You may be aware that, after he retired, Thomas Jefferson took a knife to his copy of the Bible and removed every mention of miracles and the supernatural. He basically removed everything silly from the holy book and kept the good parts.
The short book now sits in the Smithsonian’s National Museum of American History.
The story behind that book — and what it’s come to symbolize — is a fascinating one. The writer and historian Peter Manseau, who serves as Curator of American Religious History for the Smithsonian, has now written that story in The Jefferson Bible: A Biography.
In the excerpt below, Manseau introduces us to Jefferson’s thinking and why he hesitated before creating his personal nonsense-excluded Bible:
Extricating biblical passages he found instructive and useful from those he did not, Jefferson dug into the scripture most of his countrymen took for granted as the word of God no less zealously than he had into the burial barrows near his home. Doing so was the enactment of his long planned intention to extract the teachings of Jesus of Nazareth — “a system of the most sublime morality which has ever fallen from the lips of man” — from the “dross of his biographers,” which to Jefferson accounted for the majority of the New Testament’s text. On more than one occasion, Jefferson referred to his desire to differentiate the words of Jesus from those of others claiming to speak for him in colorful language evoking both discovery and disdain.
“It is as easy to separate those parts,” Jefferson wrote to John Adams in 1814, “as to pick out diamonds from dunghills.”
As bookends of his adulthood — the barrow digging occurring as a young man, and the Bible cutting in his dotage — these two acts of excavation have a surprising amount in common, and together say much about the third president and his times.
Each effort was methodical, meticulous, and seemingly unconcerned with conventional squeamishness, superstition, or notions of propriety. Each, in other words, might be seen as a practical application of the ideals of the Enlightenment. Each also was undertaken to correct misapprehensions of history. In the case of the barrows, Jefferson hoped to consider and discount local legends that obscured rather than revealed the American past. In the case of the Gospels, he hoped to show how true Christianity, too, had been hidden over time by misinformation. To Jefferson, the Jesus of history was buried as surely as bones of the Monacan dead, not by Virginia dirt and stone but by the sedimentary layers of centuries-old religious tradition, which the founding iconoclast elsewhere dismissed summarily as the “abracadabra of the mountebanks calling themselves the priests of Jesus.”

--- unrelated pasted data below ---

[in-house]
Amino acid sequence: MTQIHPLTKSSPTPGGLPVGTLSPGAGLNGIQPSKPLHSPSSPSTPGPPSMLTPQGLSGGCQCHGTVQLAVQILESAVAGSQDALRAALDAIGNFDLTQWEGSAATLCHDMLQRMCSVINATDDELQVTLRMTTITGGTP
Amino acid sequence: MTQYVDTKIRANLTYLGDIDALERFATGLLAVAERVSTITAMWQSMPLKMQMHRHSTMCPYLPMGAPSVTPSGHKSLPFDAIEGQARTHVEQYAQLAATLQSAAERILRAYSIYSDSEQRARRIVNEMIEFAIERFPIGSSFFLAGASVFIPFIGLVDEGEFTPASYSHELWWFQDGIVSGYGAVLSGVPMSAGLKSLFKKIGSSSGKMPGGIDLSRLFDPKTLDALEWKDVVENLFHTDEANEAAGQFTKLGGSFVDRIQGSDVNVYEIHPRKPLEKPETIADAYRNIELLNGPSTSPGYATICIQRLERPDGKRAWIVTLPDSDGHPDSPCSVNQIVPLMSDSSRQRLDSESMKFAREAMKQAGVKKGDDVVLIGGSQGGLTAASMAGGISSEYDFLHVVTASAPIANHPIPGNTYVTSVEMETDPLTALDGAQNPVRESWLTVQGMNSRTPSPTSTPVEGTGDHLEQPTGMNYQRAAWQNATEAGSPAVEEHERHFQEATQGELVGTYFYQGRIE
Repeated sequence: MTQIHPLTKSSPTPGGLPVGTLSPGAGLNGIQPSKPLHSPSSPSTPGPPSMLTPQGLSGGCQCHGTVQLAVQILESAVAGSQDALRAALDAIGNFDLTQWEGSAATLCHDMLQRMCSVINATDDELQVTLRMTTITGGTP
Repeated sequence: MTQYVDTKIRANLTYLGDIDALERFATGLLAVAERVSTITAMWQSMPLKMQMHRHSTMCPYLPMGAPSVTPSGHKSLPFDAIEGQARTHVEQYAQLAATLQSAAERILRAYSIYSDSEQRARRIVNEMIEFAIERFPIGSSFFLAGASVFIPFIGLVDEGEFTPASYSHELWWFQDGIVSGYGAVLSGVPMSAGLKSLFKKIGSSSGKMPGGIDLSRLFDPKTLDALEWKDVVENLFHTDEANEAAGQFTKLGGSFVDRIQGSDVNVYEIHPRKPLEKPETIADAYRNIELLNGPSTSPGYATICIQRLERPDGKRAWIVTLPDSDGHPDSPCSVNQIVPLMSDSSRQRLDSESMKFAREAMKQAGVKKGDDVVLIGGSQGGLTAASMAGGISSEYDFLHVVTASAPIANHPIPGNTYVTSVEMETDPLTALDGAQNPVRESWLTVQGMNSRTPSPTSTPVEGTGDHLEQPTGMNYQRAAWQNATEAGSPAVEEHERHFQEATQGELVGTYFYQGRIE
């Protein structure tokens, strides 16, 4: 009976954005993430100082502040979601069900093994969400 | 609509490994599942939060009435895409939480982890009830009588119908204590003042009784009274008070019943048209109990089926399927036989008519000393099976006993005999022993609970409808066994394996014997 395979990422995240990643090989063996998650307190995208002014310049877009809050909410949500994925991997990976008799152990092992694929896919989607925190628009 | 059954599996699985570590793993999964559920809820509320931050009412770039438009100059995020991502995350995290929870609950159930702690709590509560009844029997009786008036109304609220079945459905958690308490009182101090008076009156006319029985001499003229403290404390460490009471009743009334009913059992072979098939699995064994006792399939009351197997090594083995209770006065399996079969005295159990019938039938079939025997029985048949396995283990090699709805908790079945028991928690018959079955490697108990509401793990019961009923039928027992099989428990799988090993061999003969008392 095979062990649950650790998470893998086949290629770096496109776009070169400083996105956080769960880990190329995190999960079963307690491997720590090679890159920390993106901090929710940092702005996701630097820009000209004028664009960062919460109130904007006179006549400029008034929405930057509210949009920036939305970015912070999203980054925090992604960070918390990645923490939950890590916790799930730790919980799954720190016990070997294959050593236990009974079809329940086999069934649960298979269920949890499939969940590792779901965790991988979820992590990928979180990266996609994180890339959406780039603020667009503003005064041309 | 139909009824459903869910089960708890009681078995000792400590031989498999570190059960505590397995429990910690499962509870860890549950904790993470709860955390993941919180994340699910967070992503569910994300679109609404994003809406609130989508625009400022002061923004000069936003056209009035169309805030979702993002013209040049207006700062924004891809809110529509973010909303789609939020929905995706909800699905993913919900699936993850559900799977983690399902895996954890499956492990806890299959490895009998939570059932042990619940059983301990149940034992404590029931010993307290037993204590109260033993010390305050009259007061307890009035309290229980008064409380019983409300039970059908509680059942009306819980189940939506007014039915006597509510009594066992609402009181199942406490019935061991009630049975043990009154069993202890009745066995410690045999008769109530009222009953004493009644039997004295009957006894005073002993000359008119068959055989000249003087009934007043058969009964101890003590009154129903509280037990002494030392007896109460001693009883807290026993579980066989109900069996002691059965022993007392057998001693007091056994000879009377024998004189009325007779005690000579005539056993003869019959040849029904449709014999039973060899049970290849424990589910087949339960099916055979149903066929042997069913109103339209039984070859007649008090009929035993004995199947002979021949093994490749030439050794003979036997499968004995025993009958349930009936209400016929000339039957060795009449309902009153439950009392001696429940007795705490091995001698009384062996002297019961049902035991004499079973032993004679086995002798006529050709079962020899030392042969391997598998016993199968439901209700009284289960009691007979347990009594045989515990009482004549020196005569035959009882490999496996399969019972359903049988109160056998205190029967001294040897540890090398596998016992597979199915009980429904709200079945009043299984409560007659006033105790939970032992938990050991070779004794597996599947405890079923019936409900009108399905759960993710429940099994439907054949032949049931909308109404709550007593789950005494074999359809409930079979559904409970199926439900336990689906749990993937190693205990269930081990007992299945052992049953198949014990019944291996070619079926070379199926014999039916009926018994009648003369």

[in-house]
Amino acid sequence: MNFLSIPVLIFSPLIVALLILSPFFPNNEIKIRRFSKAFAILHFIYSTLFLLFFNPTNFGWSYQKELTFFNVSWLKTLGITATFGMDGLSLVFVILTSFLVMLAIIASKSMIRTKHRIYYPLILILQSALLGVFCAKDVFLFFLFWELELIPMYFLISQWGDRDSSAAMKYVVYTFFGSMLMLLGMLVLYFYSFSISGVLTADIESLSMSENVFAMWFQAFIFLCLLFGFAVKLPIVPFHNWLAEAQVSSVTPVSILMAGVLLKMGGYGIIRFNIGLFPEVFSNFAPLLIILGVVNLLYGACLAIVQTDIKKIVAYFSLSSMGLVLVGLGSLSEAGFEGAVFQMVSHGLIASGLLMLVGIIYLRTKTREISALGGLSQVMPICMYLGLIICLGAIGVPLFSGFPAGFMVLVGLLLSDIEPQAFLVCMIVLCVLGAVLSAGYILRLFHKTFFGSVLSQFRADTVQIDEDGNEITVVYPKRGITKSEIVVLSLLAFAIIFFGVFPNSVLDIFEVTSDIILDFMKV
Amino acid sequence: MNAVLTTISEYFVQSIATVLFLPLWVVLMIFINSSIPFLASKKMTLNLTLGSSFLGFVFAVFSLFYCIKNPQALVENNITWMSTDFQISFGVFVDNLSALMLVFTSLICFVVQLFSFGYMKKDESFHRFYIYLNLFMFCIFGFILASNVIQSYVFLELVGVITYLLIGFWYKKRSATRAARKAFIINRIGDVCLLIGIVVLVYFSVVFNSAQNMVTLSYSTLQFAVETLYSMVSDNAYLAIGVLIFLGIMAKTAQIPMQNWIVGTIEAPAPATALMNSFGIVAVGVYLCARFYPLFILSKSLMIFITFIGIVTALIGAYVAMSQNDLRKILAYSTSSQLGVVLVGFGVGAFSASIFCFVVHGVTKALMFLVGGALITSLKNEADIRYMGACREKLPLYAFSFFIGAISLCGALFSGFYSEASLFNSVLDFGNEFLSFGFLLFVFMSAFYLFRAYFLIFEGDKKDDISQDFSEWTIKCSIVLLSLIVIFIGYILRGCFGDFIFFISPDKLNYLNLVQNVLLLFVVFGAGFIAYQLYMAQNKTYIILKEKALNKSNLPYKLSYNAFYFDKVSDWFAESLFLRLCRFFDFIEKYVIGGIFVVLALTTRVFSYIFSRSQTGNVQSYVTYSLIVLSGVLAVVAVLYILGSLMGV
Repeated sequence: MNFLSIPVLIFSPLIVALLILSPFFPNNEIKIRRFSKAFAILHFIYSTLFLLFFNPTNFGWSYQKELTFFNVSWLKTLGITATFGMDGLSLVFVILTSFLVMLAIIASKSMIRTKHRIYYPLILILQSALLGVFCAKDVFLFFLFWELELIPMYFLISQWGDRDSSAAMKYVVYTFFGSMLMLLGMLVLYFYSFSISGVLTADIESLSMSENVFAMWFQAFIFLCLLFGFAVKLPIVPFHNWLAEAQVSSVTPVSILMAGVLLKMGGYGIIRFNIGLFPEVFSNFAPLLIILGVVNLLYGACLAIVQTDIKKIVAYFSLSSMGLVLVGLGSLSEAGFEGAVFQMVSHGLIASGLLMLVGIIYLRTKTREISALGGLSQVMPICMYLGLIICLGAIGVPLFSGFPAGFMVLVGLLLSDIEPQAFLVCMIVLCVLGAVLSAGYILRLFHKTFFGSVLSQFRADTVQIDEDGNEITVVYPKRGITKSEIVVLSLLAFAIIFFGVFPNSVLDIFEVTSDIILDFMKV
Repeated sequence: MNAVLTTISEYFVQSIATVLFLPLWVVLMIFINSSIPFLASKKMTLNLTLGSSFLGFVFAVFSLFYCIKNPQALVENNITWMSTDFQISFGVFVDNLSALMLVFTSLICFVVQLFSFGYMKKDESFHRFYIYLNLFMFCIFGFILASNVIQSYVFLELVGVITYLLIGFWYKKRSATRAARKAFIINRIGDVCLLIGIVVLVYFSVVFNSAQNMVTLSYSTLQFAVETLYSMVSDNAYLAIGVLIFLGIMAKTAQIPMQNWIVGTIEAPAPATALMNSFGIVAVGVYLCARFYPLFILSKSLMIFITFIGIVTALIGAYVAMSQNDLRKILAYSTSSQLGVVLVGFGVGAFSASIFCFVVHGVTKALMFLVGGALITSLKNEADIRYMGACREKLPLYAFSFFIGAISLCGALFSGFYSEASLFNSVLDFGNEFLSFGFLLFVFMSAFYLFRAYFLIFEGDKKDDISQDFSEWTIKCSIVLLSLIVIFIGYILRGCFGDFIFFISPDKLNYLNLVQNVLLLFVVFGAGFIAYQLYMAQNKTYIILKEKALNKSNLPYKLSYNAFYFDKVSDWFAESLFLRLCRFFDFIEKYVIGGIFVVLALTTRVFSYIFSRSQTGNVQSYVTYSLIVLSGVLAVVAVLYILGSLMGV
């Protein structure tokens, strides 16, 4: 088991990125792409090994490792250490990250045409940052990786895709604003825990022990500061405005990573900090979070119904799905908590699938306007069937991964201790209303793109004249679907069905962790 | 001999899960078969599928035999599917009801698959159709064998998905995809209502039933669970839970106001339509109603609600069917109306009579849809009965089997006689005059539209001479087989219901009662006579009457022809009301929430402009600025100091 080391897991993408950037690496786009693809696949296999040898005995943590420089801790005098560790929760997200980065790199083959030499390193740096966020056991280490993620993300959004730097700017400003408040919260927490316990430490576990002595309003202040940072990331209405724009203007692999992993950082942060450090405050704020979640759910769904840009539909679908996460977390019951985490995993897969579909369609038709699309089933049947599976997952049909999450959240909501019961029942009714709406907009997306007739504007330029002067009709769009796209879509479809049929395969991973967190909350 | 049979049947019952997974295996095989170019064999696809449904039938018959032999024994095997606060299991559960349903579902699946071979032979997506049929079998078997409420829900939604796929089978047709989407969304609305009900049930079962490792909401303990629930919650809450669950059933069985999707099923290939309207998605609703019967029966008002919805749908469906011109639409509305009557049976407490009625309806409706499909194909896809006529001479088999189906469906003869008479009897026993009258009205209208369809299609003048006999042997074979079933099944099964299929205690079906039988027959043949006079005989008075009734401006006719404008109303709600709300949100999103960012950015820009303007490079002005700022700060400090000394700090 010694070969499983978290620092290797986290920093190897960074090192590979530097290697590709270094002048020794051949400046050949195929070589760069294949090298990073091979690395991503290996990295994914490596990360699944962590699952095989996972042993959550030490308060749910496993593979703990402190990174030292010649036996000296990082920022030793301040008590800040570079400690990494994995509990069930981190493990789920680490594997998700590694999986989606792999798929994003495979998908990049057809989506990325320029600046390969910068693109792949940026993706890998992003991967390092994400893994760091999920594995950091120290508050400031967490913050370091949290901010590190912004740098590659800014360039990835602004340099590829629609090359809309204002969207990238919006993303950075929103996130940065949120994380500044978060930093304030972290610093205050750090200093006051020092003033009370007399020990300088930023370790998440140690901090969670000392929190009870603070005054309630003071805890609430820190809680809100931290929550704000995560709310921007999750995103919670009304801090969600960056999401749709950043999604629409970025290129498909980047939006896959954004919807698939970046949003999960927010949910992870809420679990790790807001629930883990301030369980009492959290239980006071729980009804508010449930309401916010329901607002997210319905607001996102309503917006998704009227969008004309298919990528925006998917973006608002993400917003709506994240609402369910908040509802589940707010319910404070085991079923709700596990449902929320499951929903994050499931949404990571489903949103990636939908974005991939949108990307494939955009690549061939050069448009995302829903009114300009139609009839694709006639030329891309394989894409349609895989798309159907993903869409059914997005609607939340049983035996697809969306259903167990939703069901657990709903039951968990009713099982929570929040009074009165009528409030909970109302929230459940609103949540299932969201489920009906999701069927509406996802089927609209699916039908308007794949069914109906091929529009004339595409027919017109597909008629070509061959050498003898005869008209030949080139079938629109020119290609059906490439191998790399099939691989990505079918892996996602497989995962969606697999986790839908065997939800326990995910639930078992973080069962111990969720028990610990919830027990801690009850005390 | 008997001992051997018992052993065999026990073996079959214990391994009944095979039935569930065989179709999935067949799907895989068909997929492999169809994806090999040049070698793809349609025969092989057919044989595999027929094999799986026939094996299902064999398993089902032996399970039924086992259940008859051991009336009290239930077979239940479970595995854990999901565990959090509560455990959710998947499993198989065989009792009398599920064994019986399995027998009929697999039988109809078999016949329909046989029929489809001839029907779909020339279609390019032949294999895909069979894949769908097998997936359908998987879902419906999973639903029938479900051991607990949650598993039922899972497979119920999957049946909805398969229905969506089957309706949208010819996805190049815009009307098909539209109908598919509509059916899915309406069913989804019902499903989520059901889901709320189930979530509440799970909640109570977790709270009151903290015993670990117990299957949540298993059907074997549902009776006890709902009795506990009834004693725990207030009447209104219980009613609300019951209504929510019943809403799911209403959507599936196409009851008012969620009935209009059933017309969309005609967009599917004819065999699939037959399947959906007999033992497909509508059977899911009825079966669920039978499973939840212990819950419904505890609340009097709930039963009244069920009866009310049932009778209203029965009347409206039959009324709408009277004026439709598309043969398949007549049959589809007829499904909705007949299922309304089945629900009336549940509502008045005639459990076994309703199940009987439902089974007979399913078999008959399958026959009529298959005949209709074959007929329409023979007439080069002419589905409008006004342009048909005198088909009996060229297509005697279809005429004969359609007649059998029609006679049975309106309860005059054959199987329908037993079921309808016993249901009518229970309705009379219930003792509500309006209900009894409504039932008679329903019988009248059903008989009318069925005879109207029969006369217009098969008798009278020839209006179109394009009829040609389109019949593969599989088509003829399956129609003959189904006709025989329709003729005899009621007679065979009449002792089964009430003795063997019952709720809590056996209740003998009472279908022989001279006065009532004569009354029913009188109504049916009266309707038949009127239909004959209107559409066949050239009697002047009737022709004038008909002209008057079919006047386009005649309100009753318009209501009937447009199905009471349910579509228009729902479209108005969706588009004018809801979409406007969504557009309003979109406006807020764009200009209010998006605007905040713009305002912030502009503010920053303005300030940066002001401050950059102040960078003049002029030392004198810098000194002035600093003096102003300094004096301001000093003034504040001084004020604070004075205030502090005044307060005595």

And yet, for Jefferson, only one of these excavations was an act suitable for putting before the public, and remarkably it was the one which found him poking at the skulls of children until they crumbled in his hands. News that he had devoted more than a decade of his life to plotting how he might dismantle the Bible, he suspected, would be a bridge too far — or, to use a more apt cliché, digging his own grave.
Though he was a man who took up his pen against empire and crown, Jefferson knew that taking a blade to the New Testament’s pages would lend credence to suspicions that he was an infidel, a heretic, or worse. His Bible redaction was a project which he had long considered, but had discussed with only a few trusted correspondents. Jefferson made no plans to publish it and consented to have an early outline printed only when given assurance that his name would be in no way associated with its publication. By some accounts he read from The Life and Morals of Jesus of Nazareth nightly, and yet it seems he hoped virtually no one would know it existed. Perhaps the last monumental work of a monumental life, the Jefferson Bible is an ambivalent scripture that has taken on an outsized significance in a nation for which religious ambivalence is the one enduring creed.
(Excerpted from The Jefferson Bible: A Biography by Peter Manseau. Published by Princeton University Press and reprinted here by permission.)